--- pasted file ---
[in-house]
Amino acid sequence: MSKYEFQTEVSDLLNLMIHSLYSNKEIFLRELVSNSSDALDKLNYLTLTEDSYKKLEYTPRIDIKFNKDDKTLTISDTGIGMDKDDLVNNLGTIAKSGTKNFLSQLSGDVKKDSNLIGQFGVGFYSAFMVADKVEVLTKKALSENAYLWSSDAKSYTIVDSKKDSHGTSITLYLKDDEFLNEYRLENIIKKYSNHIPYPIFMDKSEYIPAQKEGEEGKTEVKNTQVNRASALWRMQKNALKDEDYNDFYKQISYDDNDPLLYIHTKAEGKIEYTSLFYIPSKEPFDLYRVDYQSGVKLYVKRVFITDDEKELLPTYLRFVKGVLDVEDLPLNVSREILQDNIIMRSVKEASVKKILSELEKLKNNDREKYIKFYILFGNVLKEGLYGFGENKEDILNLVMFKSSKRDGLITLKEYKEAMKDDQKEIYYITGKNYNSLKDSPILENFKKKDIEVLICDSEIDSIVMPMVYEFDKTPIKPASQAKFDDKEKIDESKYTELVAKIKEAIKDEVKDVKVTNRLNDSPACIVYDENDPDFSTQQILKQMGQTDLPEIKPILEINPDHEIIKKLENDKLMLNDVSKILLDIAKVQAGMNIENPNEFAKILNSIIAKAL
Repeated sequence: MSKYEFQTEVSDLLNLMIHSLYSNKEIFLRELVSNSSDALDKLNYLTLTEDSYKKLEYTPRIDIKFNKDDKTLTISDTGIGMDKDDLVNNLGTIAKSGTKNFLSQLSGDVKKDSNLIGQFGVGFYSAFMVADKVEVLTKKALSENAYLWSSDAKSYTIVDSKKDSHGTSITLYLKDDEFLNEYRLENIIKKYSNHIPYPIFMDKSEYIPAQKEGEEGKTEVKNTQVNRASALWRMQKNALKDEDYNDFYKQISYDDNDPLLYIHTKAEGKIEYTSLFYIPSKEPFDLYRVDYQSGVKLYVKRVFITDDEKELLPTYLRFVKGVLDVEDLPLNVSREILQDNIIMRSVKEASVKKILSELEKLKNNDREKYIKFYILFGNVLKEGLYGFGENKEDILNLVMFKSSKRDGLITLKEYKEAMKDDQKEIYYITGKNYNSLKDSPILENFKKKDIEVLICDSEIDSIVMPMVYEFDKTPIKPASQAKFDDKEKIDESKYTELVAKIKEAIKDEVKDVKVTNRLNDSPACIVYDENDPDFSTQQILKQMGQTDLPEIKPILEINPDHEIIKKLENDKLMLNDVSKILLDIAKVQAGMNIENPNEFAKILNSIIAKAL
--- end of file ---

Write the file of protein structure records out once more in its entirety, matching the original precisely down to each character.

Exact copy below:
[in-house]
Amino acid sequence: MSKYEFQTEVSDLLNLMIHSLYSNKEIFLRELVSNSSDALDKLNYLTLTEDSYKKLEYTPRIDIKFNKDDKTLTISDTGIGMDKDDLVNNLGTIAKSGTKNFLSQLSGDVKKDSNLIGQFGVGFYSAFMVADKVEVLTKKALSENAYLWSSDAKSYTIVDSKKDSHGTSITLYLKDDEFLNEYRLENIIKKYSNHIPYPIFMDKSEYIPAQKEGEEGKTEVKNTQVNRASALWRMQKNALKDEDYNDFYKQISYDDNDPLLYIHTKAEGKIEYTSLFYIPSKEPFDLYRVDYQSGVKLYVKRVFITDDEKELLPTYLRFVKGVLDVEDLPLNVSREILQDNIIMRSVKEASVKKILSELEKLKNNDREKYIKFYILFGNVLKEGLYGFGENKEDILNLVMFKSSKRDGLITLKEYKEAMKDDQKEIYYITGKNYNSLKDSPILENFKKKDIEVLICDSEIDSIVMPMVYEFDKTPIKPASQAKFDDKEKIDESKYTELVAKIKEAIKDEVKDVKVTNRLNDSPACIVYDENDPDFSTQQILKQMGQTDLPEIKPILEINPDHEIIKKLENDKLMLNDVSKILLDIAKVQAGMNIENPNEFAKILNSIIAKAL
Repeated sequence: MSKYEFQTEVSDLLNLMIHSLYSNKEIFLRELVSNSSDALDKLNYLTLTEDSYKKLEYTPRIDIKFNKDDKTLTISDTGIGMDKDDLVNNLGTIAKSGTKNFLSQLSGDVKKDSNLIGQFGVGFYSAFMVADKVEVLTKKALSENAYLWSSDAKSYTIVDSKKDSHGTSITLYLKDDEFLNEYRLENIIKKYSNHIPYPIFMDKSEYIPAQKEGEEGKTEVKNTQVNRASALWRMQKNALKDEDYNDFYKQISYDDNDPLLYIHTKAEGKIEYTSLFYIPSKEPFDLYRVDYQSGVKLYVKRVFITDDEKELLPTYLRFVKGVLDVEDLPLNVSREILQDNIIMRSVKEASVKKILSELEKLKNNDREKYIKFYILFGNVLKEGLYGFGENKEDILNLVMFKSSKRDGLITLKEYKEAMKDDQKEIYYITGKNYNSLKDSPILENFKKKDIEVLICDSEIDSIVMPMVYEFDKTPIKPASQAKFDDKEKIDESKYTELVAKIKEAIKDEVKDVKVTNRLNDSPACIVYDENDPDFSTQQILKQMGQTDLPEIKPILEINPDHEIIKKLENDKLMLNDVSKILLDIAKVQAGMNIENPNEFAKILNSIIAKAL